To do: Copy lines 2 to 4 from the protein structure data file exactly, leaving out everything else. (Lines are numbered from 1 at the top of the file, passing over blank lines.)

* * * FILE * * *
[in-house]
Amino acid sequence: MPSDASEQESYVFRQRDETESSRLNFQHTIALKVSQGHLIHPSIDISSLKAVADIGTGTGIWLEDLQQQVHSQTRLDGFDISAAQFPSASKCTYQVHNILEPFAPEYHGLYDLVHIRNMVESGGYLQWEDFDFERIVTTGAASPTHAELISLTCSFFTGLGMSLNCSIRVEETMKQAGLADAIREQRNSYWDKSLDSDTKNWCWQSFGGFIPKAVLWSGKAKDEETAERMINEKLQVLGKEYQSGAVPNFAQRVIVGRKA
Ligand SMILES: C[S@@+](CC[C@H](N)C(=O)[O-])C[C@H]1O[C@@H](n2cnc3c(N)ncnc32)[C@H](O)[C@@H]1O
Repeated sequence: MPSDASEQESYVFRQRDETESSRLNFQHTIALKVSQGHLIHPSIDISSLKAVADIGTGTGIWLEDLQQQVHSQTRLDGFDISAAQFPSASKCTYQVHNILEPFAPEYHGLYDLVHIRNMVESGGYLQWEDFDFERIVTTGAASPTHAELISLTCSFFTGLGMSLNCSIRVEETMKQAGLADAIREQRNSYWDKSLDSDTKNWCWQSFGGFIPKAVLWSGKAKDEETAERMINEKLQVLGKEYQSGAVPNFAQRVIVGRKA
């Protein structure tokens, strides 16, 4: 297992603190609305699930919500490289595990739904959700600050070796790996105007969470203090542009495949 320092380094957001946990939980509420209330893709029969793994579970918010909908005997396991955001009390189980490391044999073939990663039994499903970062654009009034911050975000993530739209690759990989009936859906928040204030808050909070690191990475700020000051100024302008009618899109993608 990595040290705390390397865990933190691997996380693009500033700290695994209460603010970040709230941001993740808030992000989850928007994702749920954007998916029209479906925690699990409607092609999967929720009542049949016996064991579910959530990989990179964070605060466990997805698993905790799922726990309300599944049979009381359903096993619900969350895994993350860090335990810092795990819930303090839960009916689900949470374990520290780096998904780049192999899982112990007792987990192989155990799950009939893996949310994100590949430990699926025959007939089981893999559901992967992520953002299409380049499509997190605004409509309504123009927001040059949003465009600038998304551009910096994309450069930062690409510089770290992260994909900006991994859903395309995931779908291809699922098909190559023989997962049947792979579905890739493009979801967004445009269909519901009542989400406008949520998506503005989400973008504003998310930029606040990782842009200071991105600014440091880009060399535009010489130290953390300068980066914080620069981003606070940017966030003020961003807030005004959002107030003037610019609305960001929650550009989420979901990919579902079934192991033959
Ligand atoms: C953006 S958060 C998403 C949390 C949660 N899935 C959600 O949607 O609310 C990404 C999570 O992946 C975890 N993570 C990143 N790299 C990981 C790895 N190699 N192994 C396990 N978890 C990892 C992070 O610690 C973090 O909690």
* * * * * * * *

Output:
Amino acid sequence: MPSDASEQESYVFRQRDETESSRLNFQHTIALKVSQGHLIHPSIDISSLKAVADIGTGTGIWLEDLQQQVHSQTRLDGFDISAAQFPSASKCTYQVHNILEPFAPEYHGLYDLVHIRNMVESGGYLQWEDFDFERIVTTGAASPTHAELISLTCSFFTGLGMSLNCSIRVEETMKQAGLADAIREQRNSYWDKSLDSDTKNWCWQSFGGFIPKAVLWSGKAKDEETAERMINEKLQVLGKEYQSGAVPNFAQRVIVGRKA
Ligand SMILES: C[S@@+](CC[C@H](N)C(=O)[O-])C[C@H]1O[C@@H](n2cnc3c(N)ncnc32)[C@H](O)[C@@H]1O
Repeated sequence: MPSDASEQESYVFRQRDETESSRLNFQHTIALKVSQGHLIHPSIDISSLKAVADIGTGTGIWLEDLQQQVHSQTRLDGFDISAAQFPSASKCTYQVHNILEPFAPEYHGLYDLVHIRNMVESGGYLQWEDFDFERIVTTGAASPTHAELISLTCSFFTGLGMSLNCSIRVEETMKQAGLADAIREQRNSYWDKSLDSDTKNWCWQSFGGFIPKAVLWSGKAKDEETAERMINEKLQVLGKEYQSGAVPNFAQRVIVGRKA